.11 The adoption agreement of every § 403(b) prototype plan must satisfy the following requirements:

(1) The adoption agreement must require the adopting employer to indicate whether:

(a) the plan is a governmental plan as defined in § 414(d),

(b) the plan is a nonelecting church plan, or

(c) the adopting eligible employer is an organization described in § 501(c)(3) and the plan is neither a governmental plan as defined in § 414(d) nor a nonelecting church plan.

(2) The adoption agreement must allow the adopting eligible employer to add overriding plan language if necessary to satisfy § 415 because of the required aggregation of multiple plans.

(3) The adoption agreement must identify who: (a) is responsible for the various administrative functions under the plan to comply with the requirements of § 403(b) and other tax requirements, including such requirements that apply on the basis of the aggregated contracts issued to a participant under the plan; and (b) is responsible to maintain a list of all the vendors of annuity contracts and custodial accounts under the plan.

(4) The adoption agreement must contain a dated employer signature line. The eligible employer must sign the adoption agreement when it first adopts the plan and must complete and sign a new adoption agreement if the plan has been restated. In addition, the eligible employer must complete a new signature page if it modifies any prior elections or makes new elections in its adoption agreement. The signature requirement may be satisfied by an electronic signature that reliably authenticates and verifies the adoption of the adoption agreement, or restatement, amendment or modification thereof, by the eligible employer.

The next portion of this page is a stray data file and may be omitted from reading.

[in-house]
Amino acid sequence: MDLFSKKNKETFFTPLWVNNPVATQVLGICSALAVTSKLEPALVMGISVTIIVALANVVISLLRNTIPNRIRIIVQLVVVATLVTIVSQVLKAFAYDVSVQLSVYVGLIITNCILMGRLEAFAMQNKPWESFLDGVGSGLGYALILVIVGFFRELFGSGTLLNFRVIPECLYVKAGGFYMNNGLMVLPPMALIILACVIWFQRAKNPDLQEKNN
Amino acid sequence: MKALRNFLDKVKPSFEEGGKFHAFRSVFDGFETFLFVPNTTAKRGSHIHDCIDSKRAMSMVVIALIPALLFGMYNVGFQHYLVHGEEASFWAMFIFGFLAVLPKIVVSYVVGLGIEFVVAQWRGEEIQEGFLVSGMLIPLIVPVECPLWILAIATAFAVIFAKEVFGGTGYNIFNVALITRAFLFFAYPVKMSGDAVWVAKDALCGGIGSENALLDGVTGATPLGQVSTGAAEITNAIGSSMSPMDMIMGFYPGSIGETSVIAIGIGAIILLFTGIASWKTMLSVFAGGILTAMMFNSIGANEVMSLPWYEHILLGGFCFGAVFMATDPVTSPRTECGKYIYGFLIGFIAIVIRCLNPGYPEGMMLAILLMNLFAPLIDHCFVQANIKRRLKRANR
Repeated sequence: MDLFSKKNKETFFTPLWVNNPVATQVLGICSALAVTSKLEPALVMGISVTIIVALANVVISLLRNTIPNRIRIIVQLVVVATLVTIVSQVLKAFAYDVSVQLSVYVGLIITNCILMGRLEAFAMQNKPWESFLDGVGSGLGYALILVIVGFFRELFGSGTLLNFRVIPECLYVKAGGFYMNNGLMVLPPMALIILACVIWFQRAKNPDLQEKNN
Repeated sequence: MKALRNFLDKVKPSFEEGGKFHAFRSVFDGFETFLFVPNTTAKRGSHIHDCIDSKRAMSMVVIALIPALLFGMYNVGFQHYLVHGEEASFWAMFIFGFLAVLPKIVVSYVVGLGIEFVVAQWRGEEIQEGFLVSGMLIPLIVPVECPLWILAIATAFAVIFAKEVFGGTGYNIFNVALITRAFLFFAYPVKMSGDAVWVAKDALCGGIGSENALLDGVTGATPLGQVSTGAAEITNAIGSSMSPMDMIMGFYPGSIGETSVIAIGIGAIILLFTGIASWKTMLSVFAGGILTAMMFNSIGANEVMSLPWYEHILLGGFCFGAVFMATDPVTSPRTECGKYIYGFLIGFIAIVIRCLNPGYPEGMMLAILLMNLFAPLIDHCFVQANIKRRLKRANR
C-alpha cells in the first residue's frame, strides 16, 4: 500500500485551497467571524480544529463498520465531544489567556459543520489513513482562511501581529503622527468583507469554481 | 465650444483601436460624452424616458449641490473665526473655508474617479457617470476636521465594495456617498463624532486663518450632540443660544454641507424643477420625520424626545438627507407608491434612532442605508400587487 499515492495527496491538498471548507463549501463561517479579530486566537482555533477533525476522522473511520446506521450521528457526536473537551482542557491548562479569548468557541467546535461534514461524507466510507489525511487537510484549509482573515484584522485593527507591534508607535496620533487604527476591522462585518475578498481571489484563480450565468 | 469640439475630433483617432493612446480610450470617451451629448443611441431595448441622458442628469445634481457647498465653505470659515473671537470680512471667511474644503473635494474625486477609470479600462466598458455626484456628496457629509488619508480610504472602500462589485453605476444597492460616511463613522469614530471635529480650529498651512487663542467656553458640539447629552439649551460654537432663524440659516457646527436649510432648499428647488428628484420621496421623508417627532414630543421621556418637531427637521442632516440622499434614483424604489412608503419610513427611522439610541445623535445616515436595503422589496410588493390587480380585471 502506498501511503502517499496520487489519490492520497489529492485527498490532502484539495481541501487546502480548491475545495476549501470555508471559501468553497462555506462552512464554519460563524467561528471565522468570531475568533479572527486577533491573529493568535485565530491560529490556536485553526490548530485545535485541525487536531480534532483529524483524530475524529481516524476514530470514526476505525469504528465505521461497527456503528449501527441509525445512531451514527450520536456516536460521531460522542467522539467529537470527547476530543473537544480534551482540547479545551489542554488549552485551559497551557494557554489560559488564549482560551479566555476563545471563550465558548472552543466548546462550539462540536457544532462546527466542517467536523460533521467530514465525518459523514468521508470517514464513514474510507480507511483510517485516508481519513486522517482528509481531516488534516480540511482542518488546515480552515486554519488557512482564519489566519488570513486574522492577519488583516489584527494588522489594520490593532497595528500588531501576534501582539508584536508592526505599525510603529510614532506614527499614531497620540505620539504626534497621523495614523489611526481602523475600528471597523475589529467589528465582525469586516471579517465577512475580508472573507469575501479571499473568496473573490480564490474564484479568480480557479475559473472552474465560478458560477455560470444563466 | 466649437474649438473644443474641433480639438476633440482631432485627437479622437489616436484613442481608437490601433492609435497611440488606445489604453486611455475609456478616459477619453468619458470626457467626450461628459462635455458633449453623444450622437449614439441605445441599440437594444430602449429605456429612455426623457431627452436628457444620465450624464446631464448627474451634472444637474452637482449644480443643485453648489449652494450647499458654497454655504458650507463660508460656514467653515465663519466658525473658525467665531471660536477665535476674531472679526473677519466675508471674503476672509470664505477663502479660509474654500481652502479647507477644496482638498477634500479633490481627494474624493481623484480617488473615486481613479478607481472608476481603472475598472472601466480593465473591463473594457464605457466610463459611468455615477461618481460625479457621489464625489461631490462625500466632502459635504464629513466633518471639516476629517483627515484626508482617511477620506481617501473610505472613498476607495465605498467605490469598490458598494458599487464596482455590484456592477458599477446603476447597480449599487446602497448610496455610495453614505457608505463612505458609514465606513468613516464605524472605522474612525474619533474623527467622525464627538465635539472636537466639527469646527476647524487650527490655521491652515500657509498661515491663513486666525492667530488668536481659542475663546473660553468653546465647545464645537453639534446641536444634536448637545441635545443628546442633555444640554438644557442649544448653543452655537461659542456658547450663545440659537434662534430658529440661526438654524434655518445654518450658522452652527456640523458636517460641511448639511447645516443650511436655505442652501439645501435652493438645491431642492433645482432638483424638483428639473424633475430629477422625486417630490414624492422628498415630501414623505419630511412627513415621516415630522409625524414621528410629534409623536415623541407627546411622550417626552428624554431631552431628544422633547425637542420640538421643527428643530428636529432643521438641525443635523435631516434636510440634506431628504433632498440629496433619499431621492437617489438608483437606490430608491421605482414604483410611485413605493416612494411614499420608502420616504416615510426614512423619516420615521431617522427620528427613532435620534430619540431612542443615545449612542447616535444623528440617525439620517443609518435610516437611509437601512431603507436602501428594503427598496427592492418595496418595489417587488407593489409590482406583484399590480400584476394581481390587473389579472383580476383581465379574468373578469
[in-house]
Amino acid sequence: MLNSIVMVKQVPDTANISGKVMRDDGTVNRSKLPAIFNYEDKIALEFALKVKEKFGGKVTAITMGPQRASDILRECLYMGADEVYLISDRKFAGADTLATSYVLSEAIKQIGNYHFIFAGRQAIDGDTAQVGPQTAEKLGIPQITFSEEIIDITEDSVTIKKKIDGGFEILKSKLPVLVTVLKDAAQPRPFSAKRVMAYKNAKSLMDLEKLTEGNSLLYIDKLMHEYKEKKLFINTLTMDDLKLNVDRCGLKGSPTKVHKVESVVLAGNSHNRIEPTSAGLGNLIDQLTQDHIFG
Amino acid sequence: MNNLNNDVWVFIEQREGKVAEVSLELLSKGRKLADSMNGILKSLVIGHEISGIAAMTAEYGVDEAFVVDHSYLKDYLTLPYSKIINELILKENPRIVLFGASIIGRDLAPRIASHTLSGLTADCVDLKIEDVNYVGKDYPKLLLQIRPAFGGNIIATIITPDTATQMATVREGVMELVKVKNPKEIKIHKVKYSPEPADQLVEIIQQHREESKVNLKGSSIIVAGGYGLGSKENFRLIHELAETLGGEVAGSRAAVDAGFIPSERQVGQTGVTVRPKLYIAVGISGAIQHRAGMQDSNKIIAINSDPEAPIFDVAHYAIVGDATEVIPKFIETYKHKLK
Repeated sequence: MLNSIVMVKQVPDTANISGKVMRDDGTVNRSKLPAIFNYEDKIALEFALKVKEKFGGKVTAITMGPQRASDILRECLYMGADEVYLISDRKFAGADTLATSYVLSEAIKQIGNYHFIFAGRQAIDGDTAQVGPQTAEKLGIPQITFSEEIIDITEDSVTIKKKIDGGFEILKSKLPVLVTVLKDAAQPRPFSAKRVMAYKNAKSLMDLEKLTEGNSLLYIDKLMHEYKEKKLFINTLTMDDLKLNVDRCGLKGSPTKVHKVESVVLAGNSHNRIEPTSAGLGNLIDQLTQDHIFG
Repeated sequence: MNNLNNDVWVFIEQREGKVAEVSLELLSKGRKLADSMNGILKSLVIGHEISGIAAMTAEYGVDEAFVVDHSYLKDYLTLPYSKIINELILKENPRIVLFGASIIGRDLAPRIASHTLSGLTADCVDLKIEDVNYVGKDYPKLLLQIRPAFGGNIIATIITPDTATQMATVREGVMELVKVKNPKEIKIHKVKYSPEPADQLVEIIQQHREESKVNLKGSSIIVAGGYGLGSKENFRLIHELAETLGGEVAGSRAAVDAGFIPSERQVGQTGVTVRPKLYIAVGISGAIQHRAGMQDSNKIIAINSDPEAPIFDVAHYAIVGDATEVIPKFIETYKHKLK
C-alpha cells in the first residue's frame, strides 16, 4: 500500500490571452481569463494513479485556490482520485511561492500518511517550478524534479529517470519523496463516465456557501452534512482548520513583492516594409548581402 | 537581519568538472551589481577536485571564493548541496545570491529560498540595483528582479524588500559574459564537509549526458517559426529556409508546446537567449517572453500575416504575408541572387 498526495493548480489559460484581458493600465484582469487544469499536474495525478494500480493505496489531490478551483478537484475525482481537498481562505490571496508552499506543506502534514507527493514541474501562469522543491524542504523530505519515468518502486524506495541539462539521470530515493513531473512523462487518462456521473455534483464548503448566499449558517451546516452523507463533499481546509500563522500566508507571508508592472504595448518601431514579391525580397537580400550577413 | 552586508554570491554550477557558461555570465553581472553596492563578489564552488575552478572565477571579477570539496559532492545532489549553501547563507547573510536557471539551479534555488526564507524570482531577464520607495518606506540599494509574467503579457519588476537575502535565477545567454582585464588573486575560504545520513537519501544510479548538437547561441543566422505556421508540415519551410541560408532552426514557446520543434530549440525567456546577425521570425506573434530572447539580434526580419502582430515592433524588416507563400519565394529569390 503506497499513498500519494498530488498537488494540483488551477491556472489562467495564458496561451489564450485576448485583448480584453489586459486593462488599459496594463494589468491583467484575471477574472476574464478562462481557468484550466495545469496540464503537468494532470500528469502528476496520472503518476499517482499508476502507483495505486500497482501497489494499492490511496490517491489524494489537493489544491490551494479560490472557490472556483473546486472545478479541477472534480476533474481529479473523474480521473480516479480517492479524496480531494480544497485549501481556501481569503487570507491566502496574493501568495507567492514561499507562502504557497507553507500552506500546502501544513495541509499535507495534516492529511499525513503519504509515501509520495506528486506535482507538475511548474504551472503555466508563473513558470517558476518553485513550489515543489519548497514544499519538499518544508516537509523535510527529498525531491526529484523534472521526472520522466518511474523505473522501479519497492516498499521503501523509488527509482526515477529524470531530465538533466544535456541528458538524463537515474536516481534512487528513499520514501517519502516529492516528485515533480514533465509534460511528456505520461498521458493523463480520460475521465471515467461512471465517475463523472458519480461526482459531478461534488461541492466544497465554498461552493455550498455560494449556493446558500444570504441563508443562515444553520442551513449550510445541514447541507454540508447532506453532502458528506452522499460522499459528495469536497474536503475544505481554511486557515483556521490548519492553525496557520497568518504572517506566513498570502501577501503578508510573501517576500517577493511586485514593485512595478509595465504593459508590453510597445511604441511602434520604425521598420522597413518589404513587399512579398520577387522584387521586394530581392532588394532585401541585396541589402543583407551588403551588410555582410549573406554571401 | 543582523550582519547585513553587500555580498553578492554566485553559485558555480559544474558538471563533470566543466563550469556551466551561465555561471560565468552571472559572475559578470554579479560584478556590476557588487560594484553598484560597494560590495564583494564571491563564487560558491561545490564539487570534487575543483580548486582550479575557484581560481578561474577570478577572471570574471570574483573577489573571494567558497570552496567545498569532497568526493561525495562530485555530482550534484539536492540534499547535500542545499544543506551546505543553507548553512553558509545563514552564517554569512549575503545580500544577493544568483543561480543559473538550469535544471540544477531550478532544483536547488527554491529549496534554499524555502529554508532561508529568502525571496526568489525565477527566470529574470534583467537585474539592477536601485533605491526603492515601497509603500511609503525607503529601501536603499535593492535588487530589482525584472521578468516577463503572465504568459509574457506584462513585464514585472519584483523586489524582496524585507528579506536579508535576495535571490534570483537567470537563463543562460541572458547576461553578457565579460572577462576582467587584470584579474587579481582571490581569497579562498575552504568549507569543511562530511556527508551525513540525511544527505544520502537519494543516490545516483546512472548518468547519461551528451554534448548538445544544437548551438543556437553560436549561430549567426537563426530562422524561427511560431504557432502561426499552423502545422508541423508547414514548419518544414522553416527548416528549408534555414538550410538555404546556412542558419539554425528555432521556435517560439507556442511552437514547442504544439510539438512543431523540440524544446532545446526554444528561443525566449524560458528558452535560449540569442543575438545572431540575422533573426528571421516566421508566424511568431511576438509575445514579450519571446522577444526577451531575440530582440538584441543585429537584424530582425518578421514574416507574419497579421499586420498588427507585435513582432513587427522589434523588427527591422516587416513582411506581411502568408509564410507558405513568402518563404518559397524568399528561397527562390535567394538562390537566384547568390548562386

(5) The adoption agreement must state that it is to be used only with one specific basic plan document, and must identify that document.

(6) The adoption agreement must contain a cautionary statement to the effect that the failure to properly fill out the adoption agreement may result in failure of the plan to satisfy the requirements of § 403(b). The Service expects that § 403(b) prototype plan documents will be written in a manner designed to assist adopting eligible employers in the correct completion of the adoption agreement.